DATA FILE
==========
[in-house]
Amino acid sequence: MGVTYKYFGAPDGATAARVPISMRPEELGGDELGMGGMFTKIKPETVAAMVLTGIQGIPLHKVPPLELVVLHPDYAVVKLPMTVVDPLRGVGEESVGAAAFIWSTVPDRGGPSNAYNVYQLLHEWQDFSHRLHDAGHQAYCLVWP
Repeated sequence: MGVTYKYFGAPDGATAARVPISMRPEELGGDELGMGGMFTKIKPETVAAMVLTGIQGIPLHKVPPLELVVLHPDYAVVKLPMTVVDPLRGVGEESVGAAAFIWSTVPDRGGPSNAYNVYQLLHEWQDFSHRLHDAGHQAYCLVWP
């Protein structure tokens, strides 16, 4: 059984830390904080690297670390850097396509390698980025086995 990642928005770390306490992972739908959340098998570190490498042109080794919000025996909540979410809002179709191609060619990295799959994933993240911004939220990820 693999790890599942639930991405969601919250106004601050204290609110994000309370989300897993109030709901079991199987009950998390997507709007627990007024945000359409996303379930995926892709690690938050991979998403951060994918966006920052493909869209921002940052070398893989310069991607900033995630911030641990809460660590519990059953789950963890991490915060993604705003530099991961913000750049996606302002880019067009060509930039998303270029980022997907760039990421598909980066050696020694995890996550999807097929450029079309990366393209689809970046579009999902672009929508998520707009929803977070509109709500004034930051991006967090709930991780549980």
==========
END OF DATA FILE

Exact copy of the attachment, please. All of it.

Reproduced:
[in-house]
Amino acid sequence: MGVTYKYFGAPDGATAARVPISMRPEELGGDELGMGGMFTKIKPETVAAMVLTGIQGIPLHKVPPLELVVLHPDYAVVKLPMTVVDPLRGVGEESVGAAAFIWSTVPDRGGPSNAYNVYQLLHEWQDFSHRLHDAGHQAYCLVWP
Repeated sequence: MGVTYKYFGAPDGATAARVPISMRPEELGGDELGMGGMFTKIKPETVAAMVLTGIQGIPLHKVPPLELVVLHPDYAVVKLPMTVVDPLRGVGEESVGAAAFIWSTVPDRGGPSNAYNVYQLLHEWQDFSHRLHDAGHQAYCLVWP
């Protein structure tokens, strides 16, 4: 059984830390904080690297670390850097396509390698980025086995 990642928005770390306490992972739908959340098998570190490498042109080794919000025996909540979410809002179709191609060619990295799959994933993240911004939220990820 693999790890599942639930991405969601919250106004601050204290609110994000309370989300897993109030709901079991199987009950998390997507709007627990007024945000359409996303379930995926892709690690938050991979998403951060994918966006920052493909869209921002940052070398893989310069991607900033995630911030641990809460660590519990059953789950963890991490915060993604705003530099991961913000750049996606302002880019067009060509930039998303270029980022997907760039990421598909980066050696020694995890996550999807097929450029079309990366393209689809970046579009999902672009929508998520707009929803977070509109709500004034930051991006967090709930991780549980």